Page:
On Friday, Georgia investigators released new video evidence related to the mysterious death of Debbie Collier earlier this month. Police revealed that her death was "deliberate and personal" but that they do not believe she was kidnapped.
On Friday morning, investigators held their first news conference regarding the Habersham County case.
Collier disappeared on September 10, and her burned remains were discovered in a ravine the following day. Police also retrieved a burned tarp and tote bag near her body. Around the time of her disappearance, Collier sent her daughter over $2,000 on Venmo with a text message that read, "they aren't going to let me go."
Later that day, Collier's daughter, Amanda Bearden, reported her mother missing. Deputies confirmed that Bearden received the text and the money from her mother on Venmo, but they could not say where the money went.
Authorities released a surveillance video showing Collier shopping alone in a Family Dollar store shortly before her murder. The footage captured the woman purchasing "a rain poncho, refillable torch lighter, a 2-roll pack of paper towels, a 7.5x9.5 OBD Tarp, and a reusable tote bag," according to police.
"In the video, [Collier] appears to be calm and not in fear of anything," the sheriff's office told the Daily Beast. "All video footage obtained from the store and surrounding businesses reflect that [Collier] was alone in the van at the time she visited the store."
Authorities confirmed that security footage also captured Collier exiting the store and returning to her rental van in the parking lot. Deputies said that she remained in the parking lot inside her vehicle for another 10 minutes before driving away at 3:19 p.m.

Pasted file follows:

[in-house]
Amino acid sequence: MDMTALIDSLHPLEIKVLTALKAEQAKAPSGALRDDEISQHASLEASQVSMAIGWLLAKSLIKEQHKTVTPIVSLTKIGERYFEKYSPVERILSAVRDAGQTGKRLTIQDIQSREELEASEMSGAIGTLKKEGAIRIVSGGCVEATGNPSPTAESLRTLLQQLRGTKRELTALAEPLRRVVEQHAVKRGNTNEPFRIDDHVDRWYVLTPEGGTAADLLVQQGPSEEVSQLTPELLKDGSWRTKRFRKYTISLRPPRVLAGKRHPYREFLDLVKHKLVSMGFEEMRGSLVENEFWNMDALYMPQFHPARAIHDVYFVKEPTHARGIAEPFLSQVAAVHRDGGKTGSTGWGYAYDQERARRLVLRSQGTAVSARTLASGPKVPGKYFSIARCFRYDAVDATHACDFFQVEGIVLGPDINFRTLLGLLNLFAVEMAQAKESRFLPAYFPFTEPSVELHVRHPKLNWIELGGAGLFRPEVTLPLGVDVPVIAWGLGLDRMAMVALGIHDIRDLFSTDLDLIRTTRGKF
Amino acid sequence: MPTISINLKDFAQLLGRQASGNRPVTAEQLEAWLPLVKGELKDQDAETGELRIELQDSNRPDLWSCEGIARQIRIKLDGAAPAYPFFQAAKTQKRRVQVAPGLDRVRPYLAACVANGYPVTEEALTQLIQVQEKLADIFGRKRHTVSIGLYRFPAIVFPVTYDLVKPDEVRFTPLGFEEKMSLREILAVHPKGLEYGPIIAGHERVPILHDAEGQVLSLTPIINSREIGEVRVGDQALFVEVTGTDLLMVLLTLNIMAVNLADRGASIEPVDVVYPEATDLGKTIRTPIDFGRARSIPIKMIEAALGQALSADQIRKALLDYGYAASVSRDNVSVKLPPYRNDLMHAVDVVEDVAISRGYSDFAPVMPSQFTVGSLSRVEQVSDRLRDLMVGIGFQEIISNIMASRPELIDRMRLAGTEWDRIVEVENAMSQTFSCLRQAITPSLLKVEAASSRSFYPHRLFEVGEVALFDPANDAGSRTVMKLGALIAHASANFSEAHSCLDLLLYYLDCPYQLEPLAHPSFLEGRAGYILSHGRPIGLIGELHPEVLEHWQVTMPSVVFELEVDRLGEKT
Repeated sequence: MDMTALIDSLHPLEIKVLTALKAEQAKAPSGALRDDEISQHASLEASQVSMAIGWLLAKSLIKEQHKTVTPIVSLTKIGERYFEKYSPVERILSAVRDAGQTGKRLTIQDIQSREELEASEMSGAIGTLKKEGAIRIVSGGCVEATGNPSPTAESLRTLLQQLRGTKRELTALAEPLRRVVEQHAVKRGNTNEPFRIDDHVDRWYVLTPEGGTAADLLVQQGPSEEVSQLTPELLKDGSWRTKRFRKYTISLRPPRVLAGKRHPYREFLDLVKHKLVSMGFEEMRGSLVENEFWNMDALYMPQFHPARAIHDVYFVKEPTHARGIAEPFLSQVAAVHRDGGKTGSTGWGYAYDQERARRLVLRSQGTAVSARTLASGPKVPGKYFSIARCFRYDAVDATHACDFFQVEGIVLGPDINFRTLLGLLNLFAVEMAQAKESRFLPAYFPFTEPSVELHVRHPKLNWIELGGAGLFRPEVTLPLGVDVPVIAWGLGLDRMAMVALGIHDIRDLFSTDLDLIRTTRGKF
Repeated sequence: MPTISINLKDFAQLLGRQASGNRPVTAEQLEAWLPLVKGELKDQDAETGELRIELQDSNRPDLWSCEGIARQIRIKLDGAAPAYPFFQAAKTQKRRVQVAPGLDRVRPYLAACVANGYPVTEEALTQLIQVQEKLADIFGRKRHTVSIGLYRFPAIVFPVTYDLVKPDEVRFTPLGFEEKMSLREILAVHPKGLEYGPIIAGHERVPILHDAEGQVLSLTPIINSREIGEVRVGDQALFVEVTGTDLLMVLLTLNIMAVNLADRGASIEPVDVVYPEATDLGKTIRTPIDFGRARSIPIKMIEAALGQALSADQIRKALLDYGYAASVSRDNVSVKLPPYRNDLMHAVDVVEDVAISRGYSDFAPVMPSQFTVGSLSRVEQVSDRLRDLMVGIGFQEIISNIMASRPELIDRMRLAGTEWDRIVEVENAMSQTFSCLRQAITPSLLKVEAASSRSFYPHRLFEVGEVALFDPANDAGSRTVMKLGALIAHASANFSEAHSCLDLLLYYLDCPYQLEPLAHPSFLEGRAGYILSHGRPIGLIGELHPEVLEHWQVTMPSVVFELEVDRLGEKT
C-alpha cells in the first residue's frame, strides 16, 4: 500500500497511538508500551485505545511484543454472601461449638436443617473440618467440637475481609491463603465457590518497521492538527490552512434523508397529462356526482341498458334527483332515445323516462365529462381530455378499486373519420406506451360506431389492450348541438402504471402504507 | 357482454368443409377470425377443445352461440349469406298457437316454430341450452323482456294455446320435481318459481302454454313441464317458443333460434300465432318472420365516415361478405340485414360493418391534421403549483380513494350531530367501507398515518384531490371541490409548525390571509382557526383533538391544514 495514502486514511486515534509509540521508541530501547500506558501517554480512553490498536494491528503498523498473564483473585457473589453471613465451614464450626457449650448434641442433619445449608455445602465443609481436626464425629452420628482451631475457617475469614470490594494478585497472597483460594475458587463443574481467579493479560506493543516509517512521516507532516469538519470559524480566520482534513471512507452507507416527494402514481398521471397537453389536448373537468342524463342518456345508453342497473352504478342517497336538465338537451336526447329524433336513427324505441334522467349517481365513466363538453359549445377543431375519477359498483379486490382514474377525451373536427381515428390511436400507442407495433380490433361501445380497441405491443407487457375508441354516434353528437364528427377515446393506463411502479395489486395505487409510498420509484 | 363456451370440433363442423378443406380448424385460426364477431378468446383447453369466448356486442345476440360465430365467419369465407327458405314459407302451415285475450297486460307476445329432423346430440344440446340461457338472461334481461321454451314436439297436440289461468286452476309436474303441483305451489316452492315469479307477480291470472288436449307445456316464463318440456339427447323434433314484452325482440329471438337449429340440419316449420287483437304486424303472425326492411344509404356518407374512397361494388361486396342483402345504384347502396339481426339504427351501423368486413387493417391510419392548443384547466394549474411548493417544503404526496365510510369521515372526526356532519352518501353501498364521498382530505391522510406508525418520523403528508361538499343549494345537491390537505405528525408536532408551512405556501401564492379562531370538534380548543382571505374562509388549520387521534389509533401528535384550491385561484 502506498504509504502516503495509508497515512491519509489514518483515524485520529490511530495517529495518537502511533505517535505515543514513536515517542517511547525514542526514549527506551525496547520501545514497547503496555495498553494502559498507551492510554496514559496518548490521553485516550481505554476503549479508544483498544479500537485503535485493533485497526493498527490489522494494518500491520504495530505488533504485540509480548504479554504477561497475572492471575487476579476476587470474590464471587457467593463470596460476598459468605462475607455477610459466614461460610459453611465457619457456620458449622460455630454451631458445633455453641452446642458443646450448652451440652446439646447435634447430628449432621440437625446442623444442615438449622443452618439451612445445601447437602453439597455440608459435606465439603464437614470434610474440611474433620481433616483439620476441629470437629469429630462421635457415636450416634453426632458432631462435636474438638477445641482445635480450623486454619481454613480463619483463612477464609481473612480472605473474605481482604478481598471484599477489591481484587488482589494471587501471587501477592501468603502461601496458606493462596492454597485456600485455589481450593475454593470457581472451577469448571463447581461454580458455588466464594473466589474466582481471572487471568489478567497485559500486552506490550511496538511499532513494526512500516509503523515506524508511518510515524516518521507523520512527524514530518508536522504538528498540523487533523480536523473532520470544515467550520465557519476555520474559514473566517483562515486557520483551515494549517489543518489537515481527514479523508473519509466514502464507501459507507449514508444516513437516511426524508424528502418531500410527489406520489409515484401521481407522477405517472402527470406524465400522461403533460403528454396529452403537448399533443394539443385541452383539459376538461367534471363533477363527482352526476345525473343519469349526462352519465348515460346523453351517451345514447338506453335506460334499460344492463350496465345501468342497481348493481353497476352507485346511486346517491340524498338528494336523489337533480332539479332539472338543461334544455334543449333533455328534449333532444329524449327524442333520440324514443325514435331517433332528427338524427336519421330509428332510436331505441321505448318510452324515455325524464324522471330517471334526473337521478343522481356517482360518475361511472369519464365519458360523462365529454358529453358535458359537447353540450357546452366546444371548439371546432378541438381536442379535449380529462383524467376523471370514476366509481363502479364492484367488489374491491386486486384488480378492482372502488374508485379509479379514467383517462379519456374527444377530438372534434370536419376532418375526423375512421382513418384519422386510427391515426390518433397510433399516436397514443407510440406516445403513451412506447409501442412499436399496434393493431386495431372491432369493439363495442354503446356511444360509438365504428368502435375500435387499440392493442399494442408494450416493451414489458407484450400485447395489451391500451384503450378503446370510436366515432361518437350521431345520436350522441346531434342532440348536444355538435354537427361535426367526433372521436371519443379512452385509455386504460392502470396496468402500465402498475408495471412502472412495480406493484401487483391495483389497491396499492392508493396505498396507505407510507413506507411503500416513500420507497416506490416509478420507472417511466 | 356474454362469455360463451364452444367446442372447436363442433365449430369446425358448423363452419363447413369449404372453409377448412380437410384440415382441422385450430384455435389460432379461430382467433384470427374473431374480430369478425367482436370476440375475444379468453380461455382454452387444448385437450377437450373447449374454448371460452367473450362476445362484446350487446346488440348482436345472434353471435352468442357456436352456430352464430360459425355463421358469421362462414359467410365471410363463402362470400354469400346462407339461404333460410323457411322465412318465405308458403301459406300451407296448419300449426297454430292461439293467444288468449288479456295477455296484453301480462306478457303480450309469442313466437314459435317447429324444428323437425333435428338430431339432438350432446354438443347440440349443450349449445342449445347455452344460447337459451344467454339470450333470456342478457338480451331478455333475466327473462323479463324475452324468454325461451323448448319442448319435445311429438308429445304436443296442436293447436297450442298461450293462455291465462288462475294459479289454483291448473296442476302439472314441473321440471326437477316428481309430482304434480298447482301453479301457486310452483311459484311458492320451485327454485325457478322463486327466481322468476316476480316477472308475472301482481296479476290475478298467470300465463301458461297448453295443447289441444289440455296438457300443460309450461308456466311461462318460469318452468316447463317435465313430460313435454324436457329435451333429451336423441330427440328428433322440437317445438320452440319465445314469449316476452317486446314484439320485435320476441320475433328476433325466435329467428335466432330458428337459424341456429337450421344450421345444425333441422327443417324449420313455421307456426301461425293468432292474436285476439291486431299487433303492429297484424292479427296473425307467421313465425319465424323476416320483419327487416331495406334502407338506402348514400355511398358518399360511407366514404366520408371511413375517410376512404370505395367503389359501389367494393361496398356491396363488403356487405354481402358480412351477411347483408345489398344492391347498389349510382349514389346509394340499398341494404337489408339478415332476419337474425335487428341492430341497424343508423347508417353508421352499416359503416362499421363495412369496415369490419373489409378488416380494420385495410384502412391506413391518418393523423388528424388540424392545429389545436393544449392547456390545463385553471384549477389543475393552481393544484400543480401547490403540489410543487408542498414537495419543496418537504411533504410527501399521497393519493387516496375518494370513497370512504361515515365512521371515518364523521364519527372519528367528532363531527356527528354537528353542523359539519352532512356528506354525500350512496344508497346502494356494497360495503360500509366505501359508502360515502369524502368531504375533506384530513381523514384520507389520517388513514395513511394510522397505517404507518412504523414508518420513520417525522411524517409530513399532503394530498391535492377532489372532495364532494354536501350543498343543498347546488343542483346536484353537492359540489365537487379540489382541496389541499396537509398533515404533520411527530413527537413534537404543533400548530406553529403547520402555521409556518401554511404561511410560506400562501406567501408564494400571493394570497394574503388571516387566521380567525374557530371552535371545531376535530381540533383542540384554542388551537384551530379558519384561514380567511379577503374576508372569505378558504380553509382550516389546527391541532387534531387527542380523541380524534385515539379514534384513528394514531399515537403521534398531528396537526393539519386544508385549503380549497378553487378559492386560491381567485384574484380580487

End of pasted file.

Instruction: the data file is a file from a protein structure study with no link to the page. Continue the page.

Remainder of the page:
Bearden reportedly received the text and money from her mother at 3:17 p.m. At this time, deputies cannot confirm that Collier was the one who sent that message.
While the contents of the text message alluded to a kidnapping situation, authorities said they are confident it was not.
"As far as this investigation goes, it seems like once we get on track with something, a curveball comes out of nowhere," said the lead investigator on the case.
"We don't believe that this is a random act of violence. We do not believe this was the act of a serial killer," officers stated during the news conference. "We believe that this act was deliberate and personal."
Deputies are currently waiting on the results of the autopsy before they can reveal Collier's cause of death. Police also stated that they are waiting on several search warrants and subpoenas. At this time, no suspects have been announced.
"Please understand that this case is very complex in nature and has a lot of questions and unknowns that are not typical for a death investigation," deputies said. "It's going to take significantly more time than the 19 days that have passed to solve this crime."